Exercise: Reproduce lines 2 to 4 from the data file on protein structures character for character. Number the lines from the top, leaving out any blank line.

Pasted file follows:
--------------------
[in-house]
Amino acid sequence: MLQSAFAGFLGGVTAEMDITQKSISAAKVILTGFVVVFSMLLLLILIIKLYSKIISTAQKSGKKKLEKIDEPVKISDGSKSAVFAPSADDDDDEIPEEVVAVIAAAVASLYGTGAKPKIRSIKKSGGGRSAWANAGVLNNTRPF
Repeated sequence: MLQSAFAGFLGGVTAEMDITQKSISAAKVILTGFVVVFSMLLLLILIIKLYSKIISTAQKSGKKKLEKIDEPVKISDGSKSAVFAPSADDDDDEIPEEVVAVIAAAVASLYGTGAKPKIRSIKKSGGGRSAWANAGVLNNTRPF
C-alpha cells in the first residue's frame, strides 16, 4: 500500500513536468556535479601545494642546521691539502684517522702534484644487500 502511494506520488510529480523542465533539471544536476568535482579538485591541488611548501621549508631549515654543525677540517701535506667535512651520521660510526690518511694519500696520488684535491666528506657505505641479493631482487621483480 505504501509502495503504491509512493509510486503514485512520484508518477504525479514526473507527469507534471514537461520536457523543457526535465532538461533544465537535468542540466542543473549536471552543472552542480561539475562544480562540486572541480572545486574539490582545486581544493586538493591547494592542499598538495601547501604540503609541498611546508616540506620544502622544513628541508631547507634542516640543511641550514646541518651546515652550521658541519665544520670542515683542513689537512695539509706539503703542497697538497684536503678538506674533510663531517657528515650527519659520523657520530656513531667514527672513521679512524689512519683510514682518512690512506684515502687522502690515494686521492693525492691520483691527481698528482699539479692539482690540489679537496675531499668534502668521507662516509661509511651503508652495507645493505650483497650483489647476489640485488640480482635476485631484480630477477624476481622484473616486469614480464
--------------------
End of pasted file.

Amino acid sequence: MLQSAFAGFLGGVTAEMDITQKSISAAKVILTGFVVVFSMLLLLILIIKLYSKIISTAQKSGKKKLEKIDEPVKISDGSKSAVFAPSADDDDDEIPEEVVAVIAAAVASLYGTGAKPKIRSIKKSGGGRSAWANAGVLNNTRPF
Repeated sequence: MLQSAFAGFLGGVTAEMDITQKSISAAKVILTGFVVVFSMLLLLILIIKLYSKIISTAQKSGKKKLEKIDEPVKISDGSKSAVFAPSADDDDDEIPEEVVAVIAAAVASLYGTGAKPKIRSIKKSGGGRSAWANAGVLNNTRPF
C-alpha cells in the first residue's frame, strides 16, 4: 500500500513536468556535479601545494642546521691539502684517522702534484644487500 502511494506520488510529480523542465533539471544536476568535482579538485591541488611548501621549508631549515654543525677540517701535506667535512651520521660510526690518511694519500696520488684535491666528506657505505641479493631482487621483480 505504501509502495503504491509512493509510486503514485512520484508518477504525479514526473507527469507534471514537461520536457523543457526535465532538461533544465537535468542540466542543473549536471552543472552542480561539475562544480562540486572541480572545486574539490582545486581544493586538493591547494592542499598538495601547501604540503609541498611546508616540506620544502622544513628541508631547507634542516640543511641550514646541518651546515652550521658541519665544520670542515683542513689537512695539509706539503703542497697538497684536503678538506674533510663531517657528515650527519659520523657520530656513531667514527672513521679512524689512519683510514682518512690512506684515502687522502690515494686521492693525492691520483691527481698528482699539479692539482690540489679537496675531499668534502668521507662516509661509511651503508652495507645493505650483497650483489647476489640485488640480482635476485631484480630477477624476481622484473616486469614480464